I did plug some numbers into a mortgage amortization calculator to give myself a rough idea of the amount I'd save at the lower interest rate. I assumed a balance of $90,000, a 20-year term, and no extra payments. Using those numbers, my savings would be in the neighborhood of $3,000 over the term of the loan.
Obviously, $3,000 isn't chump change. That's a significant amount of money! There's also the small but psychologically significant fact that I now have a mortgage with a rate of 4.65 percent. If I keep my student loans on manual payment, my interest rate on my student loans will be higher than my interest rate on my mortgage!
What Would You Do?
As I noted above, my assumptions regarding my student loans assume no extra payments. However, I have been consistently making extra payments and plan to continue to do so. That fact alone changes the numbers quite a bit. As a result, I am tempted to keep things flexible with manual payments. Paying off the small balance the fastest motivates me the most at the moment. That doesn't mean I'll always feel that way. Of course, I can re-activate Kwik-pay at any time.
If, down the road, I decide that the interest rate is the psychologically bigger deal, I can make a change. Perhaps after I've paid off the smaller balance completely and there's only one place for any payment to go? I also remain hopeful that there will be some sort of student loan reform (not necessarily forgiveness) that will resolve some of the frustrations I have with my servicer.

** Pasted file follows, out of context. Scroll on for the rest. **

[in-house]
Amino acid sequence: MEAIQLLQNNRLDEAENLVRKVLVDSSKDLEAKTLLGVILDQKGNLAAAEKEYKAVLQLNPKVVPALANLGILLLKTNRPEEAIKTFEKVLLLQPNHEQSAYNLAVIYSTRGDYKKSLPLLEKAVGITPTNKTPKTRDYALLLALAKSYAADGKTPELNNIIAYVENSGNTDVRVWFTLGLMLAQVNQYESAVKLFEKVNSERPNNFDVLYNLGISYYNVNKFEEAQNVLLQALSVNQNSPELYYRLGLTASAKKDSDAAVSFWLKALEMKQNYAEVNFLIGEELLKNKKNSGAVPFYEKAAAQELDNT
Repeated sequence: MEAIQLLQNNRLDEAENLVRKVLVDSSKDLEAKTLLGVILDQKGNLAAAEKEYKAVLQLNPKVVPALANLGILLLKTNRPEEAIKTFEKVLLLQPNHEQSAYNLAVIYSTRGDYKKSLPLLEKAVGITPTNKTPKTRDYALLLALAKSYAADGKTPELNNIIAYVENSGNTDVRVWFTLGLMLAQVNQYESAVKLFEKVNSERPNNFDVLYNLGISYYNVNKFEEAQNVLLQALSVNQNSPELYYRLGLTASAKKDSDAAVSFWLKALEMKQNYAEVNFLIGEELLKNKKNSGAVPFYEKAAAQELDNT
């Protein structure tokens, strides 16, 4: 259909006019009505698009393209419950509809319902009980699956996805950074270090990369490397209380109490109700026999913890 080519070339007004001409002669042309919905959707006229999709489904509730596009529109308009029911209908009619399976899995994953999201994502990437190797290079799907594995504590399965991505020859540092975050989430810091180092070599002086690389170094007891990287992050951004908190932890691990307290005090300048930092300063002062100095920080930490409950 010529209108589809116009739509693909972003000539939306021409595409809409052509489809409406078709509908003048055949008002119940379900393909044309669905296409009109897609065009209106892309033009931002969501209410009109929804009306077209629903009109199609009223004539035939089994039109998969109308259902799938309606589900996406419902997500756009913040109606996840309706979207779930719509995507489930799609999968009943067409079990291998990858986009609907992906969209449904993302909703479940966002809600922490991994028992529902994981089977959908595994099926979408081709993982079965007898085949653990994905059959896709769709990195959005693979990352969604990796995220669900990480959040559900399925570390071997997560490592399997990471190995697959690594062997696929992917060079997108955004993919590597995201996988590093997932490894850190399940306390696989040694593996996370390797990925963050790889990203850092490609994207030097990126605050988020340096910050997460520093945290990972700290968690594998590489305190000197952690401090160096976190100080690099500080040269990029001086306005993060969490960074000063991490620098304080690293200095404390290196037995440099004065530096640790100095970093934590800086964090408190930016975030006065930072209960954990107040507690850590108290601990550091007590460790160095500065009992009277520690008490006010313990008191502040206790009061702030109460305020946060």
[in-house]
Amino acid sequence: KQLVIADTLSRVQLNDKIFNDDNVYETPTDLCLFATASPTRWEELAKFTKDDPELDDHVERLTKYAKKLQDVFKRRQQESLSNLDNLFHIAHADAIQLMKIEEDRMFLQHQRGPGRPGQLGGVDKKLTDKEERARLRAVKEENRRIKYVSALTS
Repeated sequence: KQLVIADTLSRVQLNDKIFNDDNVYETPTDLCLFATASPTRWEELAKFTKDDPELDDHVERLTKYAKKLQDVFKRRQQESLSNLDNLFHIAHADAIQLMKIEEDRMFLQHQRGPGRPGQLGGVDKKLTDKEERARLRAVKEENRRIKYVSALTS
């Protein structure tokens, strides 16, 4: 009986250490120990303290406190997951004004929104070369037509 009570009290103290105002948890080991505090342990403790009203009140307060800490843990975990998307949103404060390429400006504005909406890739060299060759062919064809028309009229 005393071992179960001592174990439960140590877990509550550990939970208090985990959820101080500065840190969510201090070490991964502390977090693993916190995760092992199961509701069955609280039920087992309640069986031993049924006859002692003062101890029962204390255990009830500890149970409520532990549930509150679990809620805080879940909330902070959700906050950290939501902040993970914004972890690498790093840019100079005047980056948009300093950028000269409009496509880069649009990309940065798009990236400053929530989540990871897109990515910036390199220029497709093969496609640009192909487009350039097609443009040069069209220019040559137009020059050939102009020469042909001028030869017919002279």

My optimism stems in part from the existence of the Consumer Financial Protection Bureau (CFPB). The CFPB was established by the Dodd-Frank Wall Street Reform and Consumer Protection Act of 2010 (Dodd-Frank Act). It was formed in large part because of the advocacy work of Senator Elizabeth Warren, who also wrote All Your Worth: The Ultimate Lifetime Money Plan.
The CFPB takes complaints about student loan companies on their website and investigates them. In December, they issued a ruling that will enable them to provide oversight of nonbank student loan servicers with more than one million borrower accounts. They already provided oversight of banks acting as servicers. So help is on the way!
Senator Warren has also been extremely active in proposing legislation to provide relief to individuals with student loans, most recently the Bank on Students Loan Fairness Act. With #StudentLoanDebt trending like it is, I think it's only a matter of time before the situation improves considerably for everyone with student loans.
If you have student loans, what interest rate are you paying? Do you pay more than the minimum amount due and, if so, how do you decide how to allocate those payments?
Author: Honey Smith
Honey Smith has been reading GRS since at least 2008, right when she got her first â€œrealâ€ job and started getting serious about finances. She and her husband Jake are in their mid-30s and recently bought a home together. Currently, she manages graduate programs at a large state institution, and he is an attorney at a mid-sized firm.
Between them, they have paid off approximately $30,000 in consumer debt since she started writing for GRS in 2012. However, they still have nearly $200,000 of student loan debt, so she will continue to chronicle their debt-paydown journey. In addition to personal finance, Honey is interested in vegetarianism and cooking, gardening (despite living in the desert and having a black thumb), issues in higher education (including the student loan bubble and the slow death of tenure), and animal rights; however, her heart lies with fantasy novels, trashy TV and Skyrim.